According to government data, approximately 1.7 million Americans receive a traumatic brain injury each year. The majority of those injuries are caused by assault, getting hit by an object, car crashes and falls.
Reports indicate that about 75 percent of those traumatic brain injuries come in milder forms — usually as concussions. If treated properly, these injuries recover over time and should not cause any serious long-term effects. Of the remaining 25 percent, about 275,000 individuals are hospitalized and 52,000 pass away. Some of those hospitalized have injuries so serious that they are left incapacitated.
For some patients in Chicago and throughout the United States, a new study may bring some hope of recovery. An inexpensive medicine used primarily for the flu was approved in the 1960s. Later, it was found that patients with symptoms of Parkinson’s syndrome were improving after having this medicine — known as amantadine — administered. Soon after this discovery, the drug was approved for Parkinson’s.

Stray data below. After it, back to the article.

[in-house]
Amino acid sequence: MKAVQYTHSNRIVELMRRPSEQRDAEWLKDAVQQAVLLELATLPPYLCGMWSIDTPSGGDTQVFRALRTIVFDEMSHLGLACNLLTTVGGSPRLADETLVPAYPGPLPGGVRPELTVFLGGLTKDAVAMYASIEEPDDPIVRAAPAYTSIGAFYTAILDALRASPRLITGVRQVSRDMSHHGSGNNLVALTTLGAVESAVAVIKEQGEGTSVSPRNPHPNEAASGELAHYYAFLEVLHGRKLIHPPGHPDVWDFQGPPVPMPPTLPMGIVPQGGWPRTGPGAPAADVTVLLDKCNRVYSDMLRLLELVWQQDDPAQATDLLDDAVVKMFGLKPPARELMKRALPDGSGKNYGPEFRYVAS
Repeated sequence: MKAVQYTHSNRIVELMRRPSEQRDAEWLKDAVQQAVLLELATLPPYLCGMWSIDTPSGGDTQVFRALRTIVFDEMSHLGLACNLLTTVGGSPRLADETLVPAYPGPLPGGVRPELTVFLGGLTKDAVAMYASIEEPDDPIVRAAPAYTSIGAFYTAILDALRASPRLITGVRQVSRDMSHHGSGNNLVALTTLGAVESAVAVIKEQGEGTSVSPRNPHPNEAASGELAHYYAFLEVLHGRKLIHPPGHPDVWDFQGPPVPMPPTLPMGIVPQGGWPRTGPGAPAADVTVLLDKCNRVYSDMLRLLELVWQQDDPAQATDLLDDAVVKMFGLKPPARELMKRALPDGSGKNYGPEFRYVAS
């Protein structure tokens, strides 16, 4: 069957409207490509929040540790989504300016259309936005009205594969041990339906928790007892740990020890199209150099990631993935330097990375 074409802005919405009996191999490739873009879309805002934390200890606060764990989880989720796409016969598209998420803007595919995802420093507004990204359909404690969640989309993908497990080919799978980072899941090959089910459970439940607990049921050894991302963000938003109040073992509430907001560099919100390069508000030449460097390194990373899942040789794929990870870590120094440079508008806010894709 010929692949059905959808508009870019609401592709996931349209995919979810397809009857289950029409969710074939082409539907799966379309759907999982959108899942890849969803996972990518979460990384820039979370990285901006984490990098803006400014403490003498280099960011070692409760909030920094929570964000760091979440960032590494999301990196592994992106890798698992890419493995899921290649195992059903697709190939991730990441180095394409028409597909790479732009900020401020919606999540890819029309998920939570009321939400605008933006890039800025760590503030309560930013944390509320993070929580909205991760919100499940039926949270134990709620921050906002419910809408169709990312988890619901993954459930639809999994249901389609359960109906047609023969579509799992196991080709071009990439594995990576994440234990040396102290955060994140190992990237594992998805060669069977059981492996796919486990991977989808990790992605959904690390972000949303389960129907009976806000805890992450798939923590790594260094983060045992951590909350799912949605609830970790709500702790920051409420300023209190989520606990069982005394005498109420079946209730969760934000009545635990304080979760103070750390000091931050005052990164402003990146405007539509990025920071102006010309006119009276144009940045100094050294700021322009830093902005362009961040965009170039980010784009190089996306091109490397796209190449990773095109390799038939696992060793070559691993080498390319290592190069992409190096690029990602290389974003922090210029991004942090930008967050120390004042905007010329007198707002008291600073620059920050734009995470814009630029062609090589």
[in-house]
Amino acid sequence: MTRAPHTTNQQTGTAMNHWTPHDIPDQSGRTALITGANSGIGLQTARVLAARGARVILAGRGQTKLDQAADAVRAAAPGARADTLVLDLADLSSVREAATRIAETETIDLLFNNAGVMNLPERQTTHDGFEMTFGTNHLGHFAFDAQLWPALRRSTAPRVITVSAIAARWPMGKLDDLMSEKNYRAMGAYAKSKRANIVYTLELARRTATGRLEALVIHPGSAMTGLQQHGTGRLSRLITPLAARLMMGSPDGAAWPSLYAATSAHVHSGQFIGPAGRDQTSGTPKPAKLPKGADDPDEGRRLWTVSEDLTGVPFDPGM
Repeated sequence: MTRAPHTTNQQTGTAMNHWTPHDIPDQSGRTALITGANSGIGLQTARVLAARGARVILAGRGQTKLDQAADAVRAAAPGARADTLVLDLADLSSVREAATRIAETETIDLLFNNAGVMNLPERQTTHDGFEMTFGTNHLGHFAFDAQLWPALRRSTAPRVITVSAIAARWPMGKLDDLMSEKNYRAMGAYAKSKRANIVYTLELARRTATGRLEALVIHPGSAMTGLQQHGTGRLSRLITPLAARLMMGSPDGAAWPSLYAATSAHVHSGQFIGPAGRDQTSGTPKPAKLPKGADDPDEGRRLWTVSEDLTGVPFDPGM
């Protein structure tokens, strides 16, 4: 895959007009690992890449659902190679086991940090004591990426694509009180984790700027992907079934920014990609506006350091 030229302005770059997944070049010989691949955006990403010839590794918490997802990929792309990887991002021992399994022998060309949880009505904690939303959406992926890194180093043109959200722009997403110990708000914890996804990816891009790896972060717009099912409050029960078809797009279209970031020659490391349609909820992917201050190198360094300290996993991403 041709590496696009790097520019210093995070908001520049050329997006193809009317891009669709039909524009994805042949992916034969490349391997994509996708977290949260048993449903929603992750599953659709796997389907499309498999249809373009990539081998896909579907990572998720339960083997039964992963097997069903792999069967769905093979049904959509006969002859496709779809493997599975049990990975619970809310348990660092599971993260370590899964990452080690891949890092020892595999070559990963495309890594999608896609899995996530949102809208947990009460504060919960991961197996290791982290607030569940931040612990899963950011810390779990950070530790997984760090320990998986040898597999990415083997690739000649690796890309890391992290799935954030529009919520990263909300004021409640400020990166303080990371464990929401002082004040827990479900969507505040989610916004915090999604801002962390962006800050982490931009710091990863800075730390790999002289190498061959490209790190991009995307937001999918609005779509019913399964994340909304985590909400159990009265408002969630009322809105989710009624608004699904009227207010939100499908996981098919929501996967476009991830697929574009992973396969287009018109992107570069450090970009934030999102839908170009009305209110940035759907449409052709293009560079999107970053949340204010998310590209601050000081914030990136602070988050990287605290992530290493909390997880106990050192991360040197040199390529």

According to experts, amantadine has an effect on the dopamine system, which assists in the functions of alertness and movement. Physicians, using logic rather than data, began prescribing the drug to patients with brain injuries. The results have been promising.
According to some, this has been going on for decades. But with this new study, the prescription of amantadine may become more common than it ever has for patients with brain injuries.
The study used two groups of severely injured patients. One received amantadine while the other received a placebo drug. According to the results, those that received amantadine recovered faster than the patients that did not. After four weeks, individuals that had been taking the drug were more likely to provide reliable yes-and-no answers.
It was also found that more of the amantadine group could follow commands and use a hairbrush or spoon. Few of those in either group could do any of these tasks before the study began.
According to the results, only 17 percent of those that received the drug remained in a vegetative state. In the group that did not receive the drug, 32 percent remained vegetative.
Source: USA Today, “Study: Old flu drug speeds brain injury recovery,” Feb. 29, 2012